I’m a bit behind on the blogging. There have been some elections lately. Not those elections! The Canadian municipal elections! Specifically, Toronto. I will spare you my rant about the whole thing (others have done it better, I’m concerned about how Scarborough is being treated, and this is the IFLS blog, so…) I see that Toronto now has 33% women on council. This is grounds for celebration, and I’m not being sarcastic. Did you know that:
Kristyn Wong-Tam is one of the few women who ran on a feminist platform. She’s also the only new visible minority to get elected – but that’s fodder for a whole other column.
Well. Now that IS news (both bits are news, and i’m waiting for that other column….) If your career plans have been changed by reading that first line (from Catherine Porter in the Star, click through for her interesting piece to see more about the women’s “breakthrough” with Sarah Doucette, stalwart Pam McConnell, Mary Fragedakis and Ana Bailão – and see how Wong-Tam plans to do gender analysis at Metro Hall and connect with Rob Ford), maybe you want to check out Equal Voice. This organization wants to promote the election of more women at all levels of government and to that end. Go to their online “Getting to the Gate” course (you have to register) and learn how to get ready to run. Or get ready to tell that smart, aware and active friend of yours that she should run.
Equal Voice and another Canadian organization, Canadian Women’s Voters Congress aren’t like Emily’s List, the American organization dedicated to electing Female, pro choice, Democrats. They are non partisan, and open to women of all backgrounds and presumably all political positions.*
With that in mind, and for those of you thinking about those midterms (not exams! elections) here’s a link to Slate’s DoubleX “So, How’d the Women Do” set of articles. Because it’s always good to complicate the issue with a bit of “be careful what you wish for…..”
On the new governor of S. Carolina, Nikki Haley. You know, immigrant, minority businesswoman subjected to a fair amount of racist and misogynistic crap during her campaign (click here for Ann Bartow at feministlawprofessors on the situation). Apparently she doesn’t think being a minority or an immigrant is interesting, and upon reflection perhaps it makes a certain amount of sense for her to stay away from those things given the context in which she’s running. I still wouldn’t vote for her. Says Slate’s Hanna Rosin:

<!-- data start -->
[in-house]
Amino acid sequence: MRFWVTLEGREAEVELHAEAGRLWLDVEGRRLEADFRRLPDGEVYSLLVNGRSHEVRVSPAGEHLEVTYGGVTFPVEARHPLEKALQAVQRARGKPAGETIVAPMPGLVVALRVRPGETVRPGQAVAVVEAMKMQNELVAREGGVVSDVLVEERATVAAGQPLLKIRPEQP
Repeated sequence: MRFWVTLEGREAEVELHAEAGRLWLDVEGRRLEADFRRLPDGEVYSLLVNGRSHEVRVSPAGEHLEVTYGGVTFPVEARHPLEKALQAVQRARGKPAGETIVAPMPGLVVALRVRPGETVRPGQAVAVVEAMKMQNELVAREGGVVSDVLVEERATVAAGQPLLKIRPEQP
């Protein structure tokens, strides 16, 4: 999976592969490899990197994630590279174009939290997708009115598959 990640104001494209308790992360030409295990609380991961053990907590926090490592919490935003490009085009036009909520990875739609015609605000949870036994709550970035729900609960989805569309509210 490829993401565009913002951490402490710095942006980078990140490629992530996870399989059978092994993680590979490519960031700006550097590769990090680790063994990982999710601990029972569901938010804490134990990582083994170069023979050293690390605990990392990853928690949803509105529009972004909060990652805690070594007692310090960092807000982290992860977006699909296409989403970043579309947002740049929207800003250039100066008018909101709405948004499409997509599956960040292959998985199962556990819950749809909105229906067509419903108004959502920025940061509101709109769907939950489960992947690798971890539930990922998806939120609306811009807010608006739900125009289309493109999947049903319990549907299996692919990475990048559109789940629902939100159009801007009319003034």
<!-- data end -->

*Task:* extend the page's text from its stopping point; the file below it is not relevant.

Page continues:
She may be anti-feminist, pro-life, and want to destroy any government-subsidized child care, but still, her victory has symbolic meaning for women ….
But what does it symbolize? And is it spreading north?
My fear fueled frustration is totally unfair – Hanna Rosin did write about what it symbolizes, here, here and here. I really, really could have done without the Sex and the City explanation for which “mama grizzlies” won/lost [keep lots of clothes on if you want to win! I’m talking to you, woman in her 20’s with no idea that politics are in her future!] I prefered Amanda Marcotte’s take on those grizzlies:
This contradiction exposed why it’s so critical to the fundamentalist worldview that women stay at home and abandon ambition. In this world, women are supposed to be the light, the caretakers, the homemakers, those who smooth feathers and wipe brows. Aggression, meanness, ambition, and even lustiness are considered more masculine traits, even by the public at large. As Dave Weigel reports, the Republicans are beginning to feel that Sharron Angle, at least, spent too much time in the public eye. The longer the public stares at a Mama Grizzly, the more painful the contradiction between her ideals of femininity and her actual behavior.
Here’s something worth taking away about those American elections:
As American University professor Jennifer Lawless points out on the XX Factor blog today, this was most decidedly not a historic year for women. In fact, it’s the first time in 30 years that Americans have seen a net loss in the total number of women in political office. As Lawless explains, Democratic women lost a lot of seats, and Republican women—despite all the hype —did not gain enough seats to make up the difference. Hence, we have backslid in the year of the woman.
Well, you know. That “we” she’s talking about – it’s not Canadian. Right? Oh……Canada.
* If you are wondering where you can get information about your pro choice candidate is in Canada, try the Abortion Rights Coalition of Canada. In 2008 they produced a report card on MP’s, updated October 15, 2010, here. Maybe they ramp this up during election campaigns? Although I’m not sad that it’s not a major election issue….
My MP is Joe Volpe (Lib). He fills up my mailbox, and since I don’t read his material because I have no intention of ever voting for him, I don’t know whether he has been letting me know that
a. he is anti choice,
b. what he thinks about Dr. Morgentaler’s order of Canada is a secret, and
c. he was absent for the vote on the Unborn Victims of Crime Bill. For those of you who just mentally heard a slamming on the brakes sound, this happened in 2008.